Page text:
At her website yesterday, ex-Muslim “Nice Mangos” blogger, artist, and podcaster Eiynah hosted a two-hour discussion: four women engaging in a Great Burkini/Hijab/Niqab debate. The other three were Hala Arafa (former newscaster/news editor at Voice of America, Arabic branch), Hoda Katebi (Muslim Iranian fashion blogger), and Sarah Haider (co-founder of ex Muslims of North America). If you have time, go over to Eiynah’s site (click on screenshot below) and have a listen.
This is a discussion that needs to be had—repeatedly—despite these four women differing drastically and apparently irreconcilably in their views. Eiynah and Haider, as well as Arafa, see the hijab as a garment of oppression, though none of the four discussants think it should be banned (Arafa wrote a Washington Post editorial with Asra Nomani urging people not to celebrate “Hijab Day”). On the other hand, Arafa wrote an editorial saying that the burkini bans by the French were justified.
Katebi is a scarf-wearing hijabi (she debated Asra Nomani in Chicago, a debate I posted about here and here), and in this podcast, as in her Chicago debate, she peddles a victim ideology I find distressing. In fact, as I’ve said before, I believe that some hijabis (and I see Katebi among them) persist in wearing the hijab because it distinguishes them from others, makes them “special,” and grants them a status as victims that they wouldn’t otherwise have (I wrote about this here). The victimhood trope is especially strong in this discussion.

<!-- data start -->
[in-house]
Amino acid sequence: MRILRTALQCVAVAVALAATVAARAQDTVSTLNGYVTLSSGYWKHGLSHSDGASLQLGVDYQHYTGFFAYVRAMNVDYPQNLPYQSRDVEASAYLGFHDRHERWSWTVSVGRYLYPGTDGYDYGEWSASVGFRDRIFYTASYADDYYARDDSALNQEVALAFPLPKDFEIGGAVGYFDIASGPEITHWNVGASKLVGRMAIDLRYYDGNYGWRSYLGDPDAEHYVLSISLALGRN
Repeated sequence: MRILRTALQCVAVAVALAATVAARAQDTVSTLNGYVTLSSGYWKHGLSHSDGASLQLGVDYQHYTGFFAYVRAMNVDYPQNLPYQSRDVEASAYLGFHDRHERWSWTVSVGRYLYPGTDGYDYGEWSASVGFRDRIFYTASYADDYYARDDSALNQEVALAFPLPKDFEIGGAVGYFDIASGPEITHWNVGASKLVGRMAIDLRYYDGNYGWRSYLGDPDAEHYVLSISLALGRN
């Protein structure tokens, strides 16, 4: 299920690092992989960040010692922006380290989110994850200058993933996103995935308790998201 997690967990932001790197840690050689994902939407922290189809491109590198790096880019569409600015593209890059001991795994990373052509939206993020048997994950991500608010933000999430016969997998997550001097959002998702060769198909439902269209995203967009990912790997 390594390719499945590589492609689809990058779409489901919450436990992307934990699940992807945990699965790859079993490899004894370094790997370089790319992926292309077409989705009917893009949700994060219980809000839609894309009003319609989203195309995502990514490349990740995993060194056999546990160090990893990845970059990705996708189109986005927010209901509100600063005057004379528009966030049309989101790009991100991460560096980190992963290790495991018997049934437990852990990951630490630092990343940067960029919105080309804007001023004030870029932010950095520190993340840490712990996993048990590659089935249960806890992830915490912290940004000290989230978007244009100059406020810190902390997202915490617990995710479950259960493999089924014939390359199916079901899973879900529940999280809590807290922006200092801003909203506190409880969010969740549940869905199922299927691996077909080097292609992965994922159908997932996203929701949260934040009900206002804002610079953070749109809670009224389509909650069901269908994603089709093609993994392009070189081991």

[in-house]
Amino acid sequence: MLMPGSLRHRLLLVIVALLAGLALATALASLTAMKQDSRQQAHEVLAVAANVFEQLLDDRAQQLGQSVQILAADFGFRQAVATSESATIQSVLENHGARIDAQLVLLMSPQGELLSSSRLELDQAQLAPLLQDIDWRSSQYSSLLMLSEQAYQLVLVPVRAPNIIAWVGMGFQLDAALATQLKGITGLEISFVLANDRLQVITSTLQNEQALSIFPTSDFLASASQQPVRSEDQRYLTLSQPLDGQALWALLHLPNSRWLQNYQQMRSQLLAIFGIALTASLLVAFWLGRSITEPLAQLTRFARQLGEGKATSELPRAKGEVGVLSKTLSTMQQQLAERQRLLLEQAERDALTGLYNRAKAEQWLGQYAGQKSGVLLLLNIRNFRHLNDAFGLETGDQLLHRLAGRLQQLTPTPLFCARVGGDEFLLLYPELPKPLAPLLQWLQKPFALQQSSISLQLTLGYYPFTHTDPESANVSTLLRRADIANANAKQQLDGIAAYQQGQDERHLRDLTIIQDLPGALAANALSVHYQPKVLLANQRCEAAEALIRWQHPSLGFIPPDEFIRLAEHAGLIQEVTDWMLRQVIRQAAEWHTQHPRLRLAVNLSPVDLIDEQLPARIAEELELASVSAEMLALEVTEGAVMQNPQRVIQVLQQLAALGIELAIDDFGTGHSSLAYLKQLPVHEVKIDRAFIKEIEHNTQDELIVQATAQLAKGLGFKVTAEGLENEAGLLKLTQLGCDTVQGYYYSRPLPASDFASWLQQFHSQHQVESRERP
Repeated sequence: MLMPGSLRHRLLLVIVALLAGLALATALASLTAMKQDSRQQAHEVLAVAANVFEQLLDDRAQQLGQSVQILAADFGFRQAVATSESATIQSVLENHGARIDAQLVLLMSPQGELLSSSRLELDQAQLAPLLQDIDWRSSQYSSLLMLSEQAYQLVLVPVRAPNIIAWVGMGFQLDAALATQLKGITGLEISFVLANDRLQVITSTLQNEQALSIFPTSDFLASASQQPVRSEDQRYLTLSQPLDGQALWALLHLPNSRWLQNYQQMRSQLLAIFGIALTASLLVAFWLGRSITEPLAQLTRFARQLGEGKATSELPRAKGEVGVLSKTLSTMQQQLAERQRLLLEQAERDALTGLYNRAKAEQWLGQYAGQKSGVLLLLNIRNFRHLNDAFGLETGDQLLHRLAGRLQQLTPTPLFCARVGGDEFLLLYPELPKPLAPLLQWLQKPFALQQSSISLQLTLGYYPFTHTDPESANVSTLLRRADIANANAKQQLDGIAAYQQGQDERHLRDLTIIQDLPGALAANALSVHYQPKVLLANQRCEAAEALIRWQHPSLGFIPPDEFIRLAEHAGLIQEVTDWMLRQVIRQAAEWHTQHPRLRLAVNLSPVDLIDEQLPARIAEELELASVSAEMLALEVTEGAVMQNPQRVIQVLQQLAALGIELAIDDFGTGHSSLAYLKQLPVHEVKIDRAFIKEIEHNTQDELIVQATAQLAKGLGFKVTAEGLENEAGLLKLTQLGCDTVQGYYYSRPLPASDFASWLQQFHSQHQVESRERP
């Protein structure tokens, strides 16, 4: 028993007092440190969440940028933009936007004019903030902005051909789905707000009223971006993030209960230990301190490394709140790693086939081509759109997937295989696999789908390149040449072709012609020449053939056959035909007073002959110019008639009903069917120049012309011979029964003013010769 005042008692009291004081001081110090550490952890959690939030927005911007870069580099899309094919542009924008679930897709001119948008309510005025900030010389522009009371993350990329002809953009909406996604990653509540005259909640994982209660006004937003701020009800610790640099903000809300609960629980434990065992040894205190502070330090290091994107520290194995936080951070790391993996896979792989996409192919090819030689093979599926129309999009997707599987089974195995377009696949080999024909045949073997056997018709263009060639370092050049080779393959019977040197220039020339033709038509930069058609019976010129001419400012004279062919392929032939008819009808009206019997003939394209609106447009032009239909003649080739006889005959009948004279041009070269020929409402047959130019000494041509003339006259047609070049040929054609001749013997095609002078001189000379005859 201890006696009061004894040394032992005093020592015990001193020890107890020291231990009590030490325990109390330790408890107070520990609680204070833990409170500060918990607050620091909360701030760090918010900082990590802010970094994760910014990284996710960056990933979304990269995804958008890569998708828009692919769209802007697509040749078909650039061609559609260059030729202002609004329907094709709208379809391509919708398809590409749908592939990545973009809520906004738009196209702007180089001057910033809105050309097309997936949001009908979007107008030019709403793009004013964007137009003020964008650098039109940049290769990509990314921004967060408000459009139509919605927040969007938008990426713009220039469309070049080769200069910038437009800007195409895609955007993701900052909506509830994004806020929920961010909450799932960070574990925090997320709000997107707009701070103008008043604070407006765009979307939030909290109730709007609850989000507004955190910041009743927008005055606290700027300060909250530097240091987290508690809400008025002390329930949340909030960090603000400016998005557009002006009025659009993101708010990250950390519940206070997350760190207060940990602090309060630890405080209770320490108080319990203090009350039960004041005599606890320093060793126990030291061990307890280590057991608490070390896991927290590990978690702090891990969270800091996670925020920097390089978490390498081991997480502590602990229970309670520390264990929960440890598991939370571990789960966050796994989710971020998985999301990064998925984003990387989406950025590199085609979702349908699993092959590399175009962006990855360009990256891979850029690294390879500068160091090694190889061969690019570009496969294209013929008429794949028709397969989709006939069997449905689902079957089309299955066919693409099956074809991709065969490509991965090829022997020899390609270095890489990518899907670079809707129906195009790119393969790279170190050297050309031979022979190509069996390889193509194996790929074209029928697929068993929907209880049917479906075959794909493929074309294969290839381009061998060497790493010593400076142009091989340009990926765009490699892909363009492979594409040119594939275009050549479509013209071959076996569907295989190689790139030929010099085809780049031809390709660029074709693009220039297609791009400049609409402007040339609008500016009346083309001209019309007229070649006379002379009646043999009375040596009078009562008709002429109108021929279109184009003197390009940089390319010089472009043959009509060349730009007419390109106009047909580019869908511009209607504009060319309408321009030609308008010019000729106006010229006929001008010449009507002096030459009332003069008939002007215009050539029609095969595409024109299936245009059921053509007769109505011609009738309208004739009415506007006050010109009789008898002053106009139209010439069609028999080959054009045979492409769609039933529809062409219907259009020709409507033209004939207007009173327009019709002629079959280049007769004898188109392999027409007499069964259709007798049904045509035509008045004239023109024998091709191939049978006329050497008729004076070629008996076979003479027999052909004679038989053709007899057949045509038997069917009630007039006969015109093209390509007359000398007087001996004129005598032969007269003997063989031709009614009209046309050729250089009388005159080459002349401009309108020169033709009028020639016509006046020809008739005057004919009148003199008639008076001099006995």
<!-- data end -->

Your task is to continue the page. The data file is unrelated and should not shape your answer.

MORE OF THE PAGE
Is there a rapprochement here? Well, none of the women favor banning the headscarf, though all but Katebi can justify bans on the niqab and burqa. (Headscarfs are banned in French public schools.) Further, none of them except Arafa favor a burkini ban on the beaches.
But beyond that, there’s severe disagreement about what the hijab even symbolizes (if it symbolizes anything), whether wearing it constitutes a “choice”, how much pressure there is, even in countries like Iran, to wear it (Hoda maintains that even in Iran there is more pressure to remove the hijab than wear it—despite the mandatory hijab laws—because “most” Iranian women let their headscarves expose a bit of hair!). Unfortunately, “lived experience” doesn’t constitute data; not unless it’s properly gathered and analyzed.
It’s clear that this issue won’t soon be resolved among Muslims and ex-Muslims in the West, but nobody expects a podcast to solve these issues. What’s important is that here we see four women of differing religiosity (two Muslims and two ex-Muslims) discussing the issue without any men weighing in, so there can be no accusations of “mansplaining”. And the discussion is civil: although there are plenty of fireworks (Katebi and Arafa butt heads repeatedly), there’s a touching expression of mutual admiration and affection at the end. Kudos to Eiynah for maintaining an atmosphere of civility.